Women’s experiences are often ignored in conversations about mass incarceration even though women are the fastest-growing segment of the incarcerated population and experience the highest rates of prison sexual violence as a group.  The harm inflicted in women’s prisons differs from the crisis affecting men in that incarcerated women experience sexual abuse nearly exclusively at the hands of male correctional officers and staff.  It thus mirrors the gender subordinating nature of sexual abuse and violence in the world outside of prisons even while it also thrives on the power dynamics constructed by prisons.  This Article foregrounds those often overlooked concerns and identifies lessons from #MeToo that are necessary to end these sites of gender-based harm.

August 23, 2023 in Offender Characteristics, Prisons and prisoners | Permalink | Comments (21)

Tuesday, August 22, 2023

Noting the notable death toll in hot Texas prisons this summer

This new Texas Tribune article discussing the considerable number of persons who have died in Texas prisons this summer.  Here are excertps:

At least 41 people have died in stifling, uncooled prisons of either heart-related or unknown causes during Texas’ relentless and record-breaking heat wave this summer, according to a Texas Tribune analysis.

Relatives of those who died and prison rights advocates insist at least some of those deaths were caused by the heat. More than a dozen of the prisoners were in their 20s or 30s, with at least four people 35 and under reportedly dying of cardiac arrest or heart failure. The Texas Department of Criminal Justice says no prisoner has died from the brutal heat in its facilities since 2012, around the time the agency began being bombarded with wrongful death and civil rights lawsuits over the heat.

On Monday, Democrats on the U.S. House Committee on Oversight and Accountability implored Republican Chair James Comer to launch an investigation into conditions at prisons enduring sweltering temperatures, especially in Texas.  The request follows the Republican committee members’ investigation into conditions for defendants jailed on charges related to the Jan. 6, 2021, insurrection at the U.S. Capitol....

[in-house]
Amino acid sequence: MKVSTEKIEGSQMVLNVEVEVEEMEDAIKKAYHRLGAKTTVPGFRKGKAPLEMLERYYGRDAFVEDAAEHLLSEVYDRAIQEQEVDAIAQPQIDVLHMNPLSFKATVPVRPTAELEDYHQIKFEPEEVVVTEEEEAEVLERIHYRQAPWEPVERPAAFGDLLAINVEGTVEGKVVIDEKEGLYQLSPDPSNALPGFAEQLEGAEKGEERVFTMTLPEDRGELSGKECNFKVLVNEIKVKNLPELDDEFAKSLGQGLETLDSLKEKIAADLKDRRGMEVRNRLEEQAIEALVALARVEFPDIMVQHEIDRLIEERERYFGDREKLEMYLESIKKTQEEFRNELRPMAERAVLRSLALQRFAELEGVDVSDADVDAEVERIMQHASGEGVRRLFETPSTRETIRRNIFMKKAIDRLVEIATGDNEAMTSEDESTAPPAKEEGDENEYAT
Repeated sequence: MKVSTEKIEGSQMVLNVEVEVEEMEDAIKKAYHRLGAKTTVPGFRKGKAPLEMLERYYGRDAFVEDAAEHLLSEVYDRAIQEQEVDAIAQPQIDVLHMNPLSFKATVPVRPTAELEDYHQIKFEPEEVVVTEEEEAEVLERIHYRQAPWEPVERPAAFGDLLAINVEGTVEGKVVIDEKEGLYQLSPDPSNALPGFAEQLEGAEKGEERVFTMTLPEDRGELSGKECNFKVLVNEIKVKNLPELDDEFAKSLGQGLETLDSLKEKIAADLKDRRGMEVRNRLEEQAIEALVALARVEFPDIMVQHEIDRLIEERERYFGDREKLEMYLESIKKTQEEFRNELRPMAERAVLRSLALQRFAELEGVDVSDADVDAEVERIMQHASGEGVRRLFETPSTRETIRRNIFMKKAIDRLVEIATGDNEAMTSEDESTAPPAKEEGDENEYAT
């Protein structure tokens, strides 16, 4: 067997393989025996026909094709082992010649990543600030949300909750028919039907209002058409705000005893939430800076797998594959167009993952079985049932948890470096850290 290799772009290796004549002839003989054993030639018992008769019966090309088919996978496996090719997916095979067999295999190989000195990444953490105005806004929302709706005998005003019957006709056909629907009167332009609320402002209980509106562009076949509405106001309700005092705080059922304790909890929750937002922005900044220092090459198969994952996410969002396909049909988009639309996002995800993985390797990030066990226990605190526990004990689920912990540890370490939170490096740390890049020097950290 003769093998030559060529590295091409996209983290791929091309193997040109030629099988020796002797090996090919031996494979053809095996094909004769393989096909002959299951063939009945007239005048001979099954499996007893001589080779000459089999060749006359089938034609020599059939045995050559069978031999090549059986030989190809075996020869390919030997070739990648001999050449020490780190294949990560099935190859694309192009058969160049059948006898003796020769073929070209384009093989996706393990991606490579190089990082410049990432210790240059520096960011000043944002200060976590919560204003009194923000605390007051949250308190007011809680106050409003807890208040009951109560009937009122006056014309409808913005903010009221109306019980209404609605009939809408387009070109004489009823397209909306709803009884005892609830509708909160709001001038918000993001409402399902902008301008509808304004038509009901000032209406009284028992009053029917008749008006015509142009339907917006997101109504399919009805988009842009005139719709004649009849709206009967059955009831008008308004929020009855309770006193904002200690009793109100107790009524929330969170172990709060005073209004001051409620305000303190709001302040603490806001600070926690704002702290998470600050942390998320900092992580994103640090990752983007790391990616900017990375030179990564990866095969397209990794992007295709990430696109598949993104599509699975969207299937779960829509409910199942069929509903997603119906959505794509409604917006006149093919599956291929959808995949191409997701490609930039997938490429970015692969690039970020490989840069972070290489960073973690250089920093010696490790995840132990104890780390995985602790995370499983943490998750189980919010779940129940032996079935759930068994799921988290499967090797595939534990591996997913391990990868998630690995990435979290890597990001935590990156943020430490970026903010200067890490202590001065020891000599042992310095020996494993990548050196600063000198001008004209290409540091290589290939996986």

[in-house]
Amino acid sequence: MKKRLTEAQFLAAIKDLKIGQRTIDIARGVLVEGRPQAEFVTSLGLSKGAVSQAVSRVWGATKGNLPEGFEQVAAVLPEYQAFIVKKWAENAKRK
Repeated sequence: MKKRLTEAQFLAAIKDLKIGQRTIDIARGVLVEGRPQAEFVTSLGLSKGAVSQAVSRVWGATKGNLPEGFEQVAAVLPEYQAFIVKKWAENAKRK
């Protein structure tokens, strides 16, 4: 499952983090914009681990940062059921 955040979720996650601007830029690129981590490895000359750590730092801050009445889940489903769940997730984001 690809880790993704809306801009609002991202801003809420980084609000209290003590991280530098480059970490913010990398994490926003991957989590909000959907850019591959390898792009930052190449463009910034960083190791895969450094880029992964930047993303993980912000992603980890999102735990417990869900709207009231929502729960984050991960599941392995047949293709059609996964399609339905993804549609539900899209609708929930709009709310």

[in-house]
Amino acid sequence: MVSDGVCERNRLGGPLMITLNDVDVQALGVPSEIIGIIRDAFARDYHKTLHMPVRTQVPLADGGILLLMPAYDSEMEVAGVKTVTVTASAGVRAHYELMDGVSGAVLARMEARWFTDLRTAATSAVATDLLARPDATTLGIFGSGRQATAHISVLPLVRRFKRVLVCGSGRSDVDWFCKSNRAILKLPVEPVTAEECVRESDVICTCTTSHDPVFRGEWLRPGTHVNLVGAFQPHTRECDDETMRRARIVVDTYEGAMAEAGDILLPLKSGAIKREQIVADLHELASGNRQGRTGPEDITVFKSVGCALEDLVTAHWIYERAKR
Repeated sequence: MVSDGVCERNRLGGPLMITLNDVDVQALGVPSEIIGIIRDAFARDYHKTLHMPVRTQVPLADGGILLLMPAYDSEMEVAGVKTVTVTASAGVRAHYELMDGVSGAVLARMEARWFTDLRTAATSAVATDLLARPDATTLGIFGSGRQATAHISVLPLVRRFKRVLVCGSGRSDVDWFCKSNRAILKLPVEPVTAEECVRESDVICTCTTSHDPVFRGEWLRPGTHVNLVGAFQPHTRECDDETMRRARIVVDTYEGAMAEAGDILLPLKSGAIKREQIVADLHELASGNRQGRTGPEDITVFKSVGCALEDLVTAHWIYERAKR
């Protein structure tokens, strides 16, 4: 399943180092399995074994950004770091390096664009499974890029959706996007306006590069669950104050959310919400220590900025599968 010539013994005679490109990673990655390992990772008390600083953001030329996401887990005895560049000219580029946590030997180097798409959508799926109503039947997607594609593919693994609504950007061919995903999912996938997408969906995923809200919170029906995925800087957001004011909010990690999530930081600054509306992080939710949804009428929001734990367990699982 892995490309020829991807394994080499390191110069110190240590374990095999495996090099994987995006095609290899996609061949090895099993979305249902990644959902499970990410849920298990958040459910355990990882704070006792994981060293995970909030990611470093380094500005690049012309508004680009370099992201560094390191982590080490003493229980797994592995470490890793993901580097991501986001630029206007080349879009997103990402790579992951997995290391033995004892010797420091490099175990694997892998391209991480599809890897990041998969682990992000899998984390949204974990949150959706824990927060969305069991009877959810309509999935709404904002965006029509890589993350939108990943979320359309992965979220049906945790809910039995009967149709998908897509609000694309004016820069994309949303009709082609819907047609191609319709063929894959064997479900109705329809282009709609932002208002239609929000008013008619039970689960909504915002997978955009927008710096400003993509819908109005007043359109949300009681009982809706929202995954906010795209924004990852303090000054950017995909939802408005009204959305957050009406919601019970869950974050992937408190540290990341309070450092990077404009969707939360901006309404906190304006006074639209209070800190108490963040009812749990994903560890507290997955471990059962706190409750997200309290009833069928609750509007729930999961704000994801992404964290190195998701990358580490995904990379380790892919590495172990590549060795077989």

More than two-thirds of Texas’ 100 prisons don’t have air conditioning in most living areas inside the concrete and steel buildings where officers and prisoners work and live. With little to no ventilation and temperatures routinely soaring into the triple digits outside, the thermometer reading often rises even higher inside the prisons.

Since June, at least a dozen prisoners have died from reported cardiac arrest or heart failure in uncooled prisons on days when the regions’ outdoor heat indices were above 100 degrees, according to a Texas Tribune analysis of prison death reports and weather data. At least another 29 have died of what are still unknown causes pending autopsy results. The death count is likely higher, as prisons have 30 days to report a prisoner’s death to the state.

August 22, 2023 in Prisons and prisoners | Permalink | Comments (8)

Monday, August 21, 2023

Recapping some recent notable reports on prison realities and more from the Prison Policy Initiative

I recently received a helpful review of just some of the remarkable materials and data assembled by the Prison Policy Initiative on an array of prison- and punishment-related topics.  I am pretty sure I have blogged about some or even most of these reports, but I thought it still helpful to reprint here links to the reports and the brief summaries sent my way:

August 21, 2023 in Data on sentencing, Detailed sentencing data, Prisons and prisoners, Recommended reading, Scope of Imprisonment | Permalink | Comments (1)